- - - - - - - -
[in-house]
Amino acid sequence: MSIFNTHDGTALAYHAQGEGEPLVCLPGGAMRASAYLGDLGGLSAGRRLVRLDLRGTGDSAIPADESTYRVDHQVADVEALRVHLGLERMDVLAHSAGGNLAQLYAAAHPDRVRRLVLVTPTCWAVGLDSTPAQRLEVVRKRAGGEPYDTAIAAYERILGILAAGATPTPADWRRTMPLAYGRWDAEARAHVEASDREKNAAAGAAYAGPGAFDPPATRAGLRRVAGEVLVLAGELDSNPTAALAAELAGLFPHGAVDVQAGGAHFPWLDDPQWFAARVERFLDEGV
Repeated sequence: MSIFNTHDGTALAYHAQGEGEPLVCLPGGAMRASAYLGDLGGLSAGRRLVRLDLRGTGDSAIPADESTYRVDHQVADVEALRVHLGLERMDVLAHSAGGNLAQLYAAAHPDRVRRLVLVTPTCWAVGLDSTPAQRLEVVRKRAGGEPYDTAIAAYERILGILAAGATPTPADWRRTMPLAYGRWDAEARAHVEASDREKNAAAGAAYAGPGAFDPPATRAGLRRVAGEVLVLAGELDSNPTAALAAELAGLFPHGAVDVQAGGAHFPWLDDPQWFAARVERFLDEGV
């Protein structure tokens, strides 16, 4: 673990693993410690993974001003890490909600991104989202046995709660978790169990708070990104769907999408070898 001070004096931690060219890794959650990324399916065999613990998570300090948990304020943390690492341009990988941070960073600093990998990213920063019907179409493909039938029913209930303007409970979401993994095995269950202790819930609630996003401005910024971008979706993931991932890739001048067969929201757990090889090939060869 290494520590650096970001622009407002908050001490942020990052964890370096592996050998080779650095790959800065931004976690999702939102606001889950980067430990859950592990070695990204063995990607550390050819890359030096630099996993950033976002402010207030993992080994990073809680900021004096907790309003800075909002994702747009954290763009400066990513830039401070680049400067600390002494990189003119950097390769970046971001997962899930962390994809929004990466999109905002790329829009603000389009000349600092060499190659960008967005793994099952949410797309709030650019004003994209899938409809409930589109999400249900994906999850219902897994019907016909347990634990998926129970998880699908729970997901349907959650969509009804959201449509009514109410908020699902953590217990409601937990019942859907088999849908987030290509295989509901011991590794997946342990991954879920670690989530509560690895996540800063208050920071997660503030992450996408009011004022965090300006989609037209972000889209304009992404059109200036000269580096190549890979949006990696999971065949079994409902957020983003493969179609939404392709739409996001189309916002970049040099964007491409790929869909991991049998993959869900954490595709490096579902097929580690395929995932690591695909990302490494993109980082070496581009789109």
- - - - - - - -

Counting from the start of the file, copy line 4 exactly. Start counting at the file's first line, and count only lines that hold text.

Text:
């Protein structure tokens, strides 16, 4: 673990693993410690993974001003890490909600991104989202046995709660978790169990708070990104769907999408070898 001070004096931690060219890794959650990324399916065999613990998570300090948990304020943390690492341009990988941070960073600093990998990213920063019907179409493909039938029913209930303007409970979401993994095995269950202790819930609630996003401005910024971008979706993931991932890739001048067969929201757990090889090939060869 290494520590650096970001622009407002908050001490942020990052964890370096592996050998080779650095790959800065931004976690999702939102606001889950980067430990859950592990070695990204063995990607550390050819890359030096630099996993950033976002402010207030993992080994990073809680900021004096907790309003800075909002994702747009954290763009400066990513830039401070680049400067600390002494990189003119950097390769970046971001997962899930962390994809929004990466999109905002790329829009603000389009000349600092060499190659960008967005793994099952949410797309709030650019004003994209899938409809409930589109999400249900994906999850219902897994019907016909347990634990998926129970998880699908729970997901349907959650969509009804959201449509009514109410908020699902953590217990409601937990019942859907088999849908987030290509295989509901011991590794997946342990991954879920670690989530509560690895996540800063208050920071997660503030992450996408009011004022965090300006989609037209972000889209304009992404059109200036000269580096190549890979949006990696999971065949079994409902957020983003493969179609939404392709739409996001189309916002970049040099964007491409790929869909991991049998993959869900954490595709490096579902097929580690395929995932690591695909990302490494993109980082070496581009789109």